GRAND RAPIDS — Despite negotiating for the past seven months, Grand Rapids Symphony musicians and the organization’s management team have yet to agree to terms of a new contract.
Talks between the two parties continue, and the orchestra has maintained all programs since Aug. 31, 2015, when the contract they had been working under for four years expired.
For their part, the players’ union remains determined to parley until certain conditions have been met, according to Paul Austin, co-chair of the Negotiation Committee of the Grand Rapids Federation of Musicians Local 56.
“It takes time to work out the details when you are committed to moving forward, but we want to ensure that this community has the orchestra it deserves,” he said.
Specifically, the musicians are asking for a return of some benefits sacrificed in previous contracts. In 2009, following the recession, the orchestra was forced to cut two weeks from its season, halt employer 401(k) contributions, and reduce musicians’ salaries by 9 percent to 14 percent. In 2011, musicians agreed to a one-year wage freeze, with 2-percent to 3-percent increases in the following years.
Now, Diane McElfish Helle, co-chair of the Local 56 Negotiation Committee, said the musicians are fighting to reinstate the 401(k) contributions, asserting that “of the top 50 orchestras in the country, 49 of them have employer contributions.”
“There’s one group that doesn’t — that’s us,” she said.
Nearly every symphony in the nation was forced to make similar reductions in the wake of the recession. The Detroit Symphony Orchestra, for instance, cut minimum salaries by $25,000, reduced the playing season by 12 weeks, and lost 15 full-time positions in 2011. With the most recent contract, however, those positions, benefits and salaries are recovering, according to a statement from the Detroit Symphony Orchestra.
Grand Rapids musicians aren’t just settling for recovering what they’ve lost. They’d like to see growth in both benefits and personnel beyond even their status prior to the recession. Helle said that 30 of the symphony’s 80 positions have remained part-time for over a decade, despite the players doing what amounts to full-time work.
“They’ve been sitting there doing the same job, working the same hours, next to people that are getting the full-time benefits and salaries,” she said. “Is that sustainable? Of course not.”
At one point, the symphony was reportedly considering cutting 11 full-time musicians for the new contract, a position it later dropped.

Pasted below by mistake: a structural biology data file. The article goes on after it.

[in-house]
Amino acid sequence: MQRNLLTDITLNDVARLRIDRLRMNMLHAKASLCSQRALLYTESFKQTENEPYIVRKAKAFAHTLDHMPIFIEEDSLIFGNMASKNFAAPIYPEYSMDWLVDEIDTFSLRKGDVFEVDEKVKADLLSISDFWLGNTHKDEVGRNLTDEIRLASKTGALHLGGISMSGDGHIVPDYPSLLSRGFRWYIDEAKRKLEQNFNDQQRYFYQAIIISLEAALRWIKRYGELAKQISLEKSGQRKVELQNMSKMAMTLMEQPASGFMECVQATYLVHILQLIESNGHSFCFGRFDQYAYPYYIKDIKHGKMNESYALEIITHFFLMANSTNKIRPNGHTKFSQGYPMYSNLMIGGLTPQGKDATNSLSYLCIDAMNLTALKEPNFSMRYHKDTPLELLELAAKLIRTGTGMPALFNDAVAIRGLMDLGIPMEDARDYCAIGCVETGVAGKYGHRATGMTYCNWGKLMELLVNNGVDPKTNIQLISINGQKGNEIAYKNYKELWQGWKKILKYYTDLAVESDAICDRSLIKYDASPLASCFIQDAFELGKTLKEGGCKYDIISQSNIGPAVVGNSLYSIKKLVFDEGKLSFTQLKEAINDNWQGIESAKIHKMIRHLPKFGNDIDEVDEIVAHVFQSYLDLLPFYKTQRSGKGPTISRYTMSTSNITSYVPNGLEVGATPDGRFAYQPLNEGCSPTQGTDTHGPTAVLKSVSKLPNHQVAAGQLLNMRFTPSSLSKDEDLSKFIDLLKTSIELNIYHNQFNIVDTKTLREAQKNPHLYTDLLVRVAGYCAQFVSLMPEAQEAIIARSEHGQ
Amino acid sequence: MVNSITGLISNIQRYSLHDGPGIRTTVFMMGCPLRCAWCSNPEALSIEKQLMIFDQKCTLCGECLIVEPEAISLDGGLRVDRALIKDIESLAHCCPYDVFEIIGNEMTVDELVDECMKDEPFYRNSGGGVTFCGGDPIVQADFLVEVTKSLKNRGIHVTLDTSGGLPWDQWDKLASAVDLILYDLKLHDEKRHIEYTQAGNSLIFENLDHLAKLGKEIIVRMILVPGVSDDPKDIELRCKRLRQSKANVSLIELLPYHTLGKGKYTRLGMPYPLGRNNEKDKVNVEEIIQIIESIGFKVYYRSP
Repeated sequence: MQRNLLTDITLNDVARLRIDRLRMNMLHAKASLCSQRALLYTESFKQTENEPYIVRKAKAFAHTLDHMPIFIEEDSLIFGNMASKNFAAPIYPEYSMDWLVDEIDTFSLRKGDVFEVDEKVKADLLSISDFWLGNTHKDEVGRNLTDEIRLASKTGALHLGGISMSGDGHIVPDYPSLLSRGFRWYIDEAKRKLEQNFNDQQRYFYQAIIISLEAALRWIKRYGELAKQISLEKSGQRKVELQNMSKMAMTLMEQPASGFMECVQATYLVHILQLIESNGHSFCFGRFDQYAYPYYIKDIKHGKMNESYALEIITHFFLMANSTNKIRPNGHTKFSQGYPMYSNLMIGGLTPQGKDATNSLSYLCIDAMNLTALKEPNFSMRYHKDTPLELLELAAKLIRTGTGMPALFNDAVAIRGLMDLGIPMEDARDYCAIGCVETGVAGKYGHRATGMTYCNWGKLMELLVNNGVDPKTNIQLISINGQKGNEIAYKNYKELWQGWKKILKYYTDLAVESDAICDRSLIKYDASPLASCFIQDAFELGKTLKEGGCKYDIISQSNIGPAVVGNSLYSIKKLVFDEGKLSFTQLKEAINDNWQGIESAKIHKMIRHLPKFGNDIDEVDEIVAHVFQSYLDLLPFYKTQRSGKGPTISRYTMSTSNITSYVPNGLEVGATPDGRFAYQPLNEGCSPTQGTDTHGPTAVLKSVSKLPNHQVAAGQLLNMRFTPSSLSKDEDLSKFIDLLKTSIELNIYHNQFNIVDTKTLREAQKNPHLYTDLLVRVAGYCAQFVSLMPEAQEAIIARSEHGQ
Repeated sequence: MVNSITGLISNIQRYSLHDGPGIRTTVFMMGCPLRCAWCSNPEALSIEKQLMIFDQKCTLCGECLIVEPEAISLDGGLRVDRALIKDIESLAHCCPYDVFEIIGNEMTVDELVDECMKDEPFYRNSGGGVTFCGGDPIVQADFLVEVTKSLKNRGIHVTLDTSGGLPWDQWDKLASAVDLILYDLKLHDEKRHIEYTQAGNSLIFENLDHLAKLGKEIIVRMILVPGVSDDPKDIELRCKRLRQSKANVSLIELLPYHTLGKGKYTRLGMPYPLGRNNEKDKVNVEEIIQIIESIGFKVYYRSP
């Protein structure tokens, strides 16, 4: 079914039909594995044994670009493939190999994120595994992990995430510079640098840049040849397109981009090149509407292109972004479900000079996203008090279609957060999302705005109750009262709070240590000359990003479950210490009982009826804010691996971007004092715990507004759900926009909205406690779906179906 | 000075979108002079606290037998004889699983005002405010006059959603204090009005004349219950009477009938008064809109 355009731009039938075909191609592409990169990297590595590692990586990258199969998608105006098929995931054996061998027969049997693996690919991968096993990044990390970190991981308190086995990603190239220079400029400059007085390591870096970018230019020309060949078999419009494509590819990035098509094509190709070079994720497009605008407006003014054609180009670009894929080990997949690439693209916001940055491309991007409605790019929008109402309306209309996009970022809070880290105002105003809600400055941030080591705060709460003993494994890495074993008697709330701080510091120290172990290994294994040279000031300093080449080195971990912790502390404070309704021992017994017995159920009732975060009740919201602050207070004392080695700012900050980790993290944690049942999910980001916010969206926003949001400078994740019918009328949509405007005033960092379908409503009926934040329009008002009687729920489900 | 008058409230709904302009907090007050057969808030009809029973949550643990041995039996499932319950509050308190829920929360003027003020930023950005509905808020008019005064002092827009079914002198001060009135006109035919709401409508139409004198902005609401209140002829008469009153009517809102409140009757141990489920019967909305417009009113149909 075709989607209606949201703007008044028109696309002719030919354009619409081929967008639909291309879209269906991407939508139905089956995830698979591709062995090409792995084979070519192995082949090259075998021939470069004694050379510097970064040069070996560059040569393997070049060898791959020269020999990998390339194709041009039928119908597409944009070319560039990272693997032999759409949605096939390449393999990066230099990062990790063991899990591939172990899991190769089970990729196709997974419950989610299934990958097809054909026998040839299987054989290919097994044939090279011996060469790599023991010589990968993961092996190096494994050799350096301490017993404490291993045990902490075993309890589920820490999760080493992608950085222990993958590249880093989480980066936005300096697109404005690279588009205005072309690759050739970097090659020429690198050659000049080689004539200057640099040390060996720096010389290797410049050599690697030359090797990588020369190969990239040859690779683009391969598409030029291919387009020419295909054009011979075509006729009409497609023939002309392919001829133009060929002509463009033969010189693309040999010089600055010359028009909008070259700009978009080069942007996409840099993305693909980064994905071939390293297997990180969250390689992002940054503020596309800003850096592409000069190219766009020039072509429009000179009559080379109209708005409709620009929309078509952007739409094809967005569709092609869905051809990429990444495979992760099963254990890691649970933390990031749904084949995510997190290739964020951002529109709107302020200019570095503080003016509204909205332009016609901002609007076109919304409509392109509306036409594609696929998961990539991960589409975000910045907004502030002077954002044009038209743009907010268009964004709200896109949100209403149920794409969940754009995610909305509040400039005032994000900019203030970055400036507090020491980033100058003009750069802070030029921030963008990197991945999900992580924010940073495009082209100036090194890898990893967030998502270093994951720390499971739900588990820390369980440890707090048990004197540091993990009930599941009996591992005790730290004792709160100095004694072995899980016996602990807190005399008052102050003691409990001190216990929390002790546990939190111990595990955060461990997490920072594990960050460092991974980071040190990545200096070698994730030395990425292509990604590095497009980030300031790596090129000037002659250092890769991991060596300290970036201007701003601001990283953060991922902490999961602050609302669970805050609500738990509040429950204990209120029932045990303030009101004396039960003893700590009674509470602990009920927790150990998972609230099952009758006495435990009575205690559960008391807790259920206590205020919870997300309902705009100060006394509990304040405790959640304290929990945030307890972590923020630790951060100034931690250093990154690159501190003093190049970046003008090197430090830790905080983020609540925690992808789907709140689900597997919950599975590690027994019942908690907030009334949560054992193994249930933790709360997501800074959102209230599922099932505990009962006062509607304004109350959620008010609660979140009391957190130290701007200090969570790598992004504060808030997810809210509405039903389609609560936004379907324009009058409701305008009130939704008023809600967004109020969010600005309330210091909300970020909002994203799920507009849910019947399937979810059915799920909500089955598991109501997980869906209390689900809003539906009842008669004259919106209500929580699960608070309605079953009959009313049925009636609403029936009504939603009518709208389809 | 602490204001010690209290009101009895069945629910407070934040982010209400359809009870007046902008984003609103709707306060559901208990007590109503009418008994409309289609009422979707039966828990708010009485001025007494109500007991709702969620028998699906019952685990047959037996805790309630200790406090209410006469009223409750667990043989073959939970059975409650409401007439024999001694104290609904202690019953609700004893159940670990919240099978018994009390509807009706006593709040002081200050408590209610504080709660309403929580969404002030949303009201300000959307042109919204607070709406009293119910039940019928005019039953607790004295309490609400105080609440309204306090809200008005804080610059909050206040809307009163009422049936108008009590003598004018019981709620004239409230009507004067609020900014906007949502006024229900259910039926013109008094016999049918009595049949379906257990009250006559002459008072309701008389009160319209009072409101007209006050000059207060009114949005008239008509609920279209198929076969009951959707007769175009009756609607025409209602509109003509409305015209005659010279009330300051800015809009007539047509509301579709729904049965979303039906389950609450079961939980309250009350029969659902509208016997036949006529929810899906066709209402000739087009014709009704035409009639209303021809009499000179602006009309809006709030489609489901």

While symphonies in other cities have been forced into long, controversial labor disputes, Helle said negotiations in Grand Rapids have remained amiable.
“We’re not throwing rocks back and forth here. We’re taking our time because we all want to be responsible,” she said. “I do think the board has people of goodwill.”
Rather than resort to a strike or lock-out, “which is the business equivalent of going to war,” Helle said that she and her fellow musicians would prefer to just skip to the end where the conflict is resolved and the community of players remains intact, even if the process takes longer. She acknowledge that growing as an organization can be “scary for businesses” like the symphony.
The unusual nature of the business model also complicates the discussions, according to Helle. Symphonies generally rely on support from donors, patrons and government agencies, as ticket sales don’t supply enough revenue on their own. As such, contract negotiations involve some amount of forecasting for potential donations.
Peter Kjome, executive director for the Grand Rapids Symphony, declined to comment on the proceedings, but he maintained that the orchestra would carry on business as usual.
“Discussions continue, but talks haven’t affected our programs,” he said in an e-mail to MiBiz.
While the process at times has reached a standstill because of the busy orchestra season, Helle said negotiations were expected to pick up again as this report went to press. The musicians will continue to fight until they’re satisfied that the symphony will grow in size and finances, especially with the search for a new music director underway, she said. The previous director, David Lockington, retired last year after a 16-year tenure.
The union’s concern is that the best directors, musicians and critics will only be drawn to a symphony that displays strong growth and places value in its players.
“There has to be that willingness to step forward and commit to a vision. I think any successful business knows that,” Helle said. “This is bigger than just one contract negotiation. This is about a city deciding what it wants its artistic life to be.”